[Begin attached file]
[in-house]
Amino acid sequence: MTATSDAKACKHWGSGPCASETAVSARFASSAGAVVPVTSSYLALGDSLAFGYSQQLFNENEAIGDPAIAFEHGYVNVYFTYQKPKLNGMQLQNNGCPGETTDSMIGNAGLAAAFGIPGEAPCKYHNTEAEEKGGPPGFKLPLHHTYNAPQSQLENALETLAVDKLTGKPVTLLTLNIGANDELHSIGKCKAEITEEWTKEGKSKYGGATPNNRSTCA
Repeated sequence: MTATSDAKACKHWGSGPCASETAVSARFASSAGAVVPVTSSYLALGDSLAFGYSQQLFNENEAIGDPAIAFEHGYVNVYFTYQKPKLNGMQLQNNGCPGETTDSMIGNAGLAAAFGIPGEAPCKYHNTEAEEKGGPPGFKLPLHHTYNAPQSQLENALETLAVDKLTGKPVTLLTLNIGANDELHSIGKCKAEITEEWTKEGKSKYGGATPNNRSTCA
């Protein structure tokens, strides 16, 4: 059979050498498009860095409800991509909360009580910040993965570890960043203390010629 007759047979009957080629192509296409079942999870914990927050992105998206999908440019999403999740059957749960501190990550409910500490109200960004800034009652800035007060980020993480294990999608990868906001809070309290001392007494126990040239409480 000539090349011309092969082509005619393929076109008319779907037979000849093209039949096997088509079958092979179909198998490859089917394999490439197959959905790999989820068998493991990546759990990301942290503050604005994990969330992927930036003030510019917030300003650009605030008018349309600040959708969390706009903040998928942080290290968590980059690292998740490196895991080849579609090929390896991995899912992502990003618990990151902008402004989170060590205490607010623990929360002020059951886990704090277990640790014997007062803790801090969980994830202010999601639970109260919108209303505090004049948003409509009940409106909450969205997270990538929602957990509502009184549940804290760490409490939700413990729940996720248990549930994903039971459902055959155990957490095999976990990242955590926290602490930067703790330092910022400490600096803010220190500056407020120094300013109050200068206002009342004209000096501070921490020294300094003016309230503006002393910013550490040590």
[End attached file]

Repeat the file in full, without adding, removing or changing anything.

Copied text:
[in-house]
Amino acid sequence: MTATSDAKACKHWGSGPCASETAVSARFASSAGAVVPVTSSYLALGDSLAFGYSQQLFNENEAIGDPAIAFEHGYVNVYFTYQKPKLNGMQLQNNGCPGETTDSMIGNAGLAAAFGIPGEAPCKYHNTEAEEKGGPPGFKLPLHHTYNAPQSQLENALETLAVDKLTGKPVTLLTLNIGANDELHSIGKCKAEITEEWTKEGKSKYGGATPNNRSTCA
Repeated sequence: MTATSDAKACKHWGSGPCASETAVSARFASSAGAVVPVTSSYLALGDSLAFGYSQQLFNENEAIGDPAIAFEHGYVNVYFTYQKPKLNGMQLQNNGCPGETTDSMIGNAGLAAAFGIPGEAPCKYHNTEAEEKGGPPGFKLPLHHTYNAPQSQLENALETLAVDKLTGKPVTLLTLNIGANDELHSIGKCKAEITEEWTKEGKSKYGGATPNNRSTCA
């Protein structure tokens, strides 16, 4: 059979050498498009860095409800991509909360009580910040993965570890960043203390010629 007759047979009957080629192509296409079942999870914990927050992105998206999908440019999403999740059957749960501190990550409910500490109200960004800034009652800035007060980020993480294990999608990868906001809070309290001392007494126990040239409480 000539090349011309092969082509005619393929076109008319779907037979000849093209039949096997088509079958092979179909198998490859089917394999490439197959959905790999989820068998493991990546759990990301942290503050604005994990969330992927930036003030510019917030300003650009605030008018349309600040959708969390706009903040998928942080290290968590980059690292998740490196895991080849579609090929390896991995899912992502990003618990990151902008402004989170060590205490607010623990929360002020059951886990704090277990640790014997007062803790801090969980994830202010999601639970109260919108209303505090004049948003409509009940409106909450969205997270990538929602957990509502009184549940804290760490409490939700413990729940996720248990549930994903039971459902055959155990957490095999976990990242955590926290602490930067703790330092910022400490600096803010220190500056407020120094300013109050200068206002009342004209000096501070921490020294300094003016309230503006002393910013550490040590």